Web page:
Stamps for the Philippines
FIRST REAL POSTAGE
To Be Used on July 4 Next—McKinley’s and Other American Patriots’
Photographs Will Figure on Them
The gift of a new kind of money
from Uncle Sam furnished the Filipinos with substantial grounds
for a grand celebration last 4th of July. This 4th of July the Filipinos
will have another cause for jubilation.
On that day they will be supplied
with a new and distinctive series of postage stamps of all denominations.
This will make an epoch in the history of the islands. They will
be the first real Filipino postage stamps ever used.
For sentimental reasons this new issue
of Philippine stamps will possess great interest for the people
of the United States, although they will not be available for postage
here any more than are Cuban stamps. Upon six of the denominations
will appear portraits of distinguished citizens of the United States.
The four centavo, corresponding to
our two cent stamp, will bear the photograph of William McKinley.
This will be the first time the face of President McKinley has had
a place on a postage stamp.
At the time of his death the Post
Office Department had under consideration a new series of stamps
and immediately there developed a strong sentiment in favor of honoring
Mr. McKinley with a place on one of the denominations. This could
not be done without displacing Washington, Franklin, Lincoln or
Grant, provided McKinley was to have a place on a stamp of general
In view of the fact that Franklin’s
portrait had appeared on our stamp of lowest value from the time
of the issue of our first stamps, and Washington had always occupied
a similar position on the stamp carrying domestic letter mail, it
was decided not to disturb them. Then there was s[e]rious discussion
of the proposition to issue a mo[u]rning stamp bearing the head
of McKinley, but this was also abandoned.
Now McKinley’s face will appear on
a postage stamp, and it will adorn the stamps used by the people
liberated from the yoke of Spain during his Administration.
The new series of stamps for the Philippines
will consist of the same number and denominations—expressed in centavos—as
the current issue of United States stamps.
The question naturally arises: Why
should Admiral Sampson be honored by a place on the stamps rather
than Admiral Dewey? The explanation is simple.
The policy of the Government does
not permit the placing of portraits of persons still living upon
postage stamps. The scheme of the Insular Bureau contemplated representation
on the series of stamps of American officers who participated in
the land and sea operations which resulted in the acquisition of
the Philippines, and Admiral Sampson was the only commanding officer
of high grade not now living.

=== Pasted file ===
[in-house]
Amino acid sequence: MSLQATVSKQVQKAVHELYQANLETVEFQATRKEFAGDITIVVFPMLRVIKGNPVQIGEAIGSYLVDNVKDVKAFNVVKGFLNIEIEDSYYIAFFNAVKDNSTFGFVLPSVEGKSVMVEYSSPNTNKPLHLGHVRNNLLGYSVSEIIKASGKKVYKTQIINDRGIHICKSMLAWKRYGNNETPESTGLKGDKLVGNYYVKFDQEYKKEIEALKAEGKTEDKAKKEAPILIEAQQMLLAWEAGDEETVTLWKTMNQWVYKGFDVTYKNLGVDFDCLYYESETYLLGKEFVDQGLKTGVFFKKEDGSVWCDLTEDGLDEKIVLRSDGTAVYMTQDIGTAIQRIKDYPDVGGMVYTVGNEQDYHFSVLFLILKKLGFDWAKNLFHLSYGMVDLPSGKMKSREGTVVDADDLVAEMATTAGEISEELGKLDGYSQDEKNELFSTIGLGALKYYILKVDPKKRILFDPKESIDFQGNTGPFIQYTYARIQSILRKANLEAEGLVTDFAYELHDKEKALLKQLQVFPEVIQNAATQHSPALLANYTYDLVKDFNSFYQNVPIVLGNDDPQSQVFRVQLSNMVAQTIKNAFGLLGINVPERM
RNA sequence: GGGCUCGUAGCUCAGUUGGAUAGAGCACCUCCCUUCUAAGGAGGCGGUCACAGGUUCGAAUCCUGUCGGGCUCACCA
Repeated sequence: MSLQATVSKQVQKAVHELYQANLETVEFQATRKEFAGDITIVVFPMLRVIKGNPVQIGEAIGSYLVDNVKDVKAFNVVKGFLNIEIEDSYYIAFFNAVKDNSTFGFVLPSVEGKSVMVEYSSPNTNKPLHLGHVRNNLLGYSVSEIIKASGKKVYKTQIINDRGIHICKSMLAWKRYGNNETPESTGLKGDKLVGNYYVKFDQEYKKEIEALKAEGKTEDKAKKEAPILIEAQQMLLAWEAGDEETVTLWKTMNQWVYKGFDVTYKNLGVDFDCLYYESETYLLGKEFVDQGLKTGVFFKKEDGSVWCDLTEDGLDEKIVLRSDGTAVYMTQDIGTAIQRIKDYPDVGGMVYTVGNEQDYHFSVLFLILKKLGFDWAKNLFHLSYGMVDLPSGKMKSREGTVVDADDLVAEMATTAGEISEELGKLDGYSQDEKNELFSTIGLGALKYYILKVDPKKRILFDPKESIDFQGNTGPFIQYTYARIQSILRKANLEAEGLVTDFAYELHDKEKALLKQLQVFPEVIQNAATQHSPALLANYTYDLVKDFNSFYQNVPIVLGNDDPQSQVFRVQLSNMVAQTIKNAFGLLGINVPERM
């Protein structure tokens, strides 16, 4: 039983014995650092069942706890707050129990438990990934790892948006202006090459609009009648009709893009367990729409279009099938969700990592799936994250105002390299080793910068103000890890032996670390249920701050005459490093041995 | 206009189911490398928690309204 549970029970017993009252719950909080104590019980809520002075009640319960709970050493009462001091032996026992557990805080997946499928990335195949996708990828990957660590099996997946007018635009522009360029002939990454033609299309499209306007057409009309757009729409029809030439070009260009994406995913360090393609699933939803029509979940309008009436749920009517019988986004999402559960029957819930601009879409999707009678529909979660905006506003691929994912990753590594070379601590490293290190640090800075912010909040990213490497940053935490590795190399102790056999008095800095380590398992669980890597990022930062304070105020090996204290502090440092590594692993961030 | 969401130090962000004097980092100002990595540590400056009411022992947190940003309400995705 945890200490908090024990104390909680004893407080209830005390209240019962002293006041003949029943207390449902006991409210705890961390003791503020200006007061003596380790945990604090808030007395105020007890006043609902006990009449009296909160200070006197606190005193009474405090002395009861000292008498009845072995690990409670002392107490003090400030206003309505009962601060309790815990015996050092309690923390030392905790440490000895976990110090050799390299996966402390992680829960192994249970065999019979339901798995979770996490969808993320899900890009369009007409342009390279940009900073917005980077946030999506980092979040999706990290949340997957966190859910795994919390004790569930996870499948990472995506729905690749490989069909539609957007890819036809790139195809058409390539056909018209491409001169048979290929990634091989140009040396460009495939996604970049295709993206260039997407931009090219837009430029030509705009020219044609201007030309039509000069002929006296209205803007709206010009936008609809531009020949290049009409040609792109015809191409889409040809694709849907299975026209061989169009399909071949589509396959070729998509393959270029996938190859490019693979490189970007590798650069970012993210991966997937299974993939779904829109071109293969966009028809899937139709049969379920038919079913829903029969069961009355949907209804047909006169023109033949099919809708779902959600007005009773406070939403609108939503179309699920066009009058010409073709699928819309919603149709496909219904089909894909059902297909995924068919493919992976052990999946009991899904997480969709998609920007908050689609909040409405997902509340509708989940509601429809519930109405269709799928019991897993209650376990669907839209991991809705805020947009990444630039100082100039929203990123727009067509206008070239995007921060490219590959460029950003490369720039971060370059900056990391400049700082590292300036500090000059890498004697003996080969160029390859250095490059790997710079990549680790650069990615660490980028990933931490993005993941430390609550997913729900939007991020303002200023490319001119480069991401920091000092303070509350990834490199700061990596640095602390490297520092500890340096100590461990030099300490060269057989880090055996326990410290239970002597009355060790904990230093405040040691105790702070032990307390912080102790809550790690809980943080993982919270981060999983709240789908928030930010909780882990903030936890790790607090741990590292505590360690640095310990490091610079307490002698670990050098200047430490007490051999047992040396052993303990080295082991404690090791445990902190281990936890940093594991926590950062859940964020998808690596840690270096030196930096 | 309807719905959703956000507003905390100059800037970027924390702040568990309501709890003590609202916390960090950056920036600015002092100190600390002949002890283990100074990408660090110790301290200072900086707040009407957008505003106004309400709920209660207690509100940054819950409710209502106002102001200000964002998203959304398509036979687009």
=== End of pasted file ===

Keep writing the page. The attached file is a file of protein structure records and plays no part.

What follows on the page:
The placing of Franklin and Washington
on the stamps of the Philippines is also a bit of sentiment. The
first two postage stamps ever issued by the United States Government
were the five cent face of Franklin and the ten cent face of Washington
in 1847. Since that date these two faces have appeared on every
series of postage stamps issued, and it is fitting that they should
now be continued on the stamps of the colonies.
Postage stamps have been in use in
the Philippines since 1854. They were Spanish stamps until the United
States took charge in 1898, since which time the United States stamps
with the word “Philippines” printed diagonally across the face of
the stamp have been used.
From 1854 until 1890 the stamps bore
the portraits of Queen Isabella and King Alfonso XII., followed
by the face of the four-year-old King Alfonso XIII. These were known
as the baby head stamps, and this design continued on all Spanish
and colonial stamps until 1898, when the portrait of the young King,
then 12 years of age, appeared. These stamps had just gone into
circulation in the Philippines when the United States took possession
of the archipelago.
When the design for the Philippine
coins was under consideration a year ago the sketch submitted by
a native Filipino was accepted, and in the selection and preparation
of the designs for the new Philippine stamps influential Filipinos
were consulted and their suggestions approved.
While the stamps will be distinctively
Filipino in a way, Uncle Sam will still indicate his interest in
the postal system of his ward by the use of an inscription in small
letters at the top of each stamp, substantially as follows: “Government
of the Philippines, U. S. A.,” and although the Spanish currency
will be the basis—centavos and pesos—the English language will be
applied as for example, “two centavos,” rather than “dos centavos.”